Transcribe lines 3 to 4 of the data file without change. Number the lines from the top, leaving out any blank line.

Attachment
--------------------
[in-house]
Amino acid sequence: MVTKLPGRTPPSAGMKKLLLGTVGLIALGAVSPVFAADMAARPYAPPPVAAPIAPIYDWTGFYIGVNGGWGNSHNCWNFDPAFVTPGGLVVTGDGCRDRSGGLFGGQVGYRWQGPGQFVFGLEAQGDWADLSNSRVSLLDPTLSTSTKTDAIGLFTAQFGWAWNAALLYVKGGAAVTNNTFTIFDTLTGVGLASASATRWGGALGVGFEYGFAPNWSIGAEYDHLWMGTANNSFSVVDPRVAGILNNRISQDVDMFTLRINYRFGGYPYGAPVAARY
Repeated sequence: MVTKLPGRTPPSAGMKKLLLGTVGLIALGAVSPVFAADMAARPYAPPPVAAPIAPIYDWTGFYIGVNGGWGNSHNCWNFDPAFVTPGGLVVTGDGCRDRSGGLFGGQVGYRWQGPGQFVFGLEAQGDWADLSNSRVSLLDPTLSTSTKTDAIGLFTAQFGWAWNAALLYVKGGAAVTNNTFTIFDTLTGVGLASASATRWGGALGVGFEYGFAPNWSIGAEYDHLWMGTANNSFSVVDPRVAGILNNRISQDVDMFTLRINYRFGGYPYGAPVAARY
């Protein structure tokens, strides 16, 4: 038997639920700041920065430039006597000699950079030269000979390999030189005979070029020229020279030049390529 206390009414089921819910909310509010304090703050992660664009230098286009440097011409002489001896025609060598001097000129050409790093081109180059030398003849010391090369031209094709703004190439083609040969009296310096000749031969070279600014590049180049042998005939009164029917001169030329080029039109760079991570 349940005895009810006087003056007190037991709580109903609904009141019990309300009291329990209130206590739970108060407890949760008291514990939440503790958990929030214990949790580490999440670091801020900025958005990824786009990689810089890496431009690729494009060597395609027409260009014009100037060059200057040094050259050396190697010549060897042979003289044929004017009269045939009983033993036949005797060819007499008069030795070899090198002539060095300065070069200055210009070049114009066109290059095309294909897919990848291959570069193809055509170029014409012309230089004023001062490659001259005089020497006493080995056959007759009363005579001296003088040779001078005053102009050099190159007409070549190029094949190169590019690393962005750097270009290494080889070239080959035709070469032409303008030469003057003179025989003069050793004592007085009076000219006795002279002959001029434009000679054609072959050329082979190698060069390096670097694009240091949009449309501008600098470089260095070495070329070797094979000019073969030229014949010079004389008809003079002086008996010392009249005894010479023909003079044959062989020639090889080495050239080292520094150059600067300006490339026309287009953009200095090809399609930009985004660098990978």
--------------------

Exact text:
Repeated sequence: MVTKLPGRTPPSAGMKKLLLGTVGLIALGAVSPVFAADMAARPYAPPPVAAPIAPIYDWTGFYIGVNGGWGNSHNCWNFDPAFVTPGGLVVTGDGCRDRSGGLFGGQVGYRWQGPGQFVFGLEAQGDWADLSNSRVSLLDPTLSTSTKTDAIGLFTAQFGWAWNAALLYVKGGAAVTNNTFTIFDTLTGVGLASASATRWGGALGVGFEYGFAPNWSIGAEYDHLWMGTANNSFSVVDPRVAGILNNRISQDVDMFTLRINYRFGGYPYGAPVAARY
């Protein structure tokens, strides 16, 4: 038997639920700041920065430039006597000699950079030269000979390999030189005979070029020229020279030049390529 206390009414089921819910909310509010304090703050992660664009230098286009440097011409002489001896025609060598001097000129050409790093081109180059030398003849010391090369031209094709703004190439083609040969009296310096000749031969070279600014590049180049042998005939009164029917001169030329080029039109760079991570 349940005895009810006087003056007190037991709580109903609904009141019990309300009291329990209130206590739970108060407890949760008291514990939440503790958990929030214990949790580490999440670091801020900025958005990824786009990689810089890496431009690729494009060597395609027409260009014009100037060059200057040094050259050396190697010549060897042979003289044929004017009269045939009983033993036949005797060819007499008069030795070899090198002539060095300065070069200055210009070049114009066109290059095309294909897919990848291959570069193809055509170029014409012309230089004023001062490659001259005089020497006493080995056959007759009363005579001296003088040779001078005053102009050099190159007409070549190029094949190169590019690393962005750097270009290494080889070239080959035709070469032409303008030469003057003179025989003069050793004592007085009076000219006795002279002959001029434009000679054609072959050329082979190698060069390096670097694009240091949009449309501008600098470089260095070495070329070797094979000019073969030229014949010079004389008809003079002086008996010392009249005894010479023909003079044959062989020639090889080495050239080292520094150059600067300006490339026309287009953009200095090809399609930009985004660098990978």